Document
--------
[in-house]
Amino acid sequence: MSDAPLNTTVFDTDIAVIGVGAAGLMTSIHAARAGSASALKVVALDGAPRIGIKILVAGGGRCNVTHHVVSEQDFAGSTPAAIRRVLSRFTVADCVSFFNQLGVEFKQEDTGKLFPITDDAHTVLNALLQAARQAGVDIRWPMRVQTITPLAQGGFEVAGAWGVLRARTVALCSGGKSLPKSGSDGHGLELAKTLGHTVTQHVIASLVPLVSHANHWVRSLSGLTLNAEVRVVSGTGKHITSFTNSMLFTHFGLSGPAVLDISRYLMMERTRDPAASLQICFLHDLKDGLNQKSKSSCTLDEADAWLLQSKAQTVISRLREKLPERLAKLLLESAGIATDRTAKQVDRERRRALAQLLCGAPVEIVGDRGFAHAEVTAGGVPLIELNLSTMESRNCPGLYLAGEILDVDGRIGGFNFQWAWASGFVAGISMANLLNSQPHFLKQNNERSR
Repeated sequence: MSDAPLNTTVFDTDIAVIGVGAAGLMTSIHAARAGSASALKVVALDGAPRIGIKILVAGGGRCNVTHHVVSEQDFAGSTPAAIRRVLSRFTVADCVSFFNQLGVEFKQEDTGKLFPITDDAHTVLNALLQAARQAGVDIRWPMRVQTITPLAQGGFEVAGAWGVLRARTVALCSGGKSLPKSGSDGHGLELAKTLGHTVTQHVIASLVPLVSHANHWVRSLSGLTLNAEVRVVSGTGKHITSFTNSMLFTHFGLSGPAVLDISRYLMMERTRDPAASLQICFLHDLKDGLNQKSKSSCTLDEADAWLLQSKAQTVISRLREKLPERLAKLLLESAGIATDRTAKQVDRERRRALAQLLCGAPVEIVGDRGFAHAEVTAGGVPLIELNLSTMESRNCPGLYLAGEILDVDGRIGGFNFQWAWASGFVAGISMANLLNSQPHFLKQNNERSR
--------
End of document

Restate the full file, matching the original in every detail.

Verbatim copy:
[in-house]
Amino acid sequence: MSDAPLNTTVFDTDIAVIGVGAAGLMTSIHAARAGSASALKVVALDGAPRIGIKILVAGGGRCNVTHHVVSEQDFAGSTPAAIRRVLSRFTVADCVSFFNQLGVEFKQEDTGKLFPITDDAHTVLNALLQAARQAGVDIRWPMRVQTITPLAQGGFEVAGAWGVLRARTVALCSGGKSLPKSGSDGHGLELAKTLGHTVTQHVIASLVPLVSHANHWVRSLSGLTLNAEVRVVSGTGKHITSFTNSMLFTHFGLSGPAVLDISRYLMMERTRDPAASLQICFLHDLKDGLNQKSKSSCTLDEADAWLLQSKAQTVISRLREKLPERLAKLLLESAGIATDRTAKQVDRERRRALAQLLCGAPVEIVGDRGFAHAEVTAGGVPLIELNLSTMESRNCPGLYLAGEILDVDGRIGGFNFQWAWASGFVAGISMANLLNSQPHFLKQNNERSR
Repeated sequence: MSDAPLNTTVFDTDIAVIGVGAAGLMTSIHAARAGSASALKVVALDGAPRIGIKILVAGGGRCNVTHHVVSEQDFAGSTPAAIRRVLSRFTVADCVSFFNQLGVEFKQEDTGKLFPITDDAHTVLNALLQAARQAGVDIRWPMRVQTITPLAQGGFEVAGAWGVLRARTVALCSGGKSLPKSGSDGHGLELAKTLGHTVTQHVIASLVPLVSHANHWVRSLSGLTLNAEVRVVSGTGKHITSFTNSMLFTHFGLSGPAVLDISRYLMMERTRDPAASLQICFLHDLKDGLNQKSKSSCTLDEADAWLLQSKAQTVISRLREKLPERLAKLLLESAGIATDRTAKQVDRERRRALAQLLCGAPVEIVGDRGFAHAEVTAGGVPLIELNLSTMESRNCPGLYLAGEILDVDGRIGGFNFQWAWASGFVAGISMANLLNSQPHFLKQNNERSR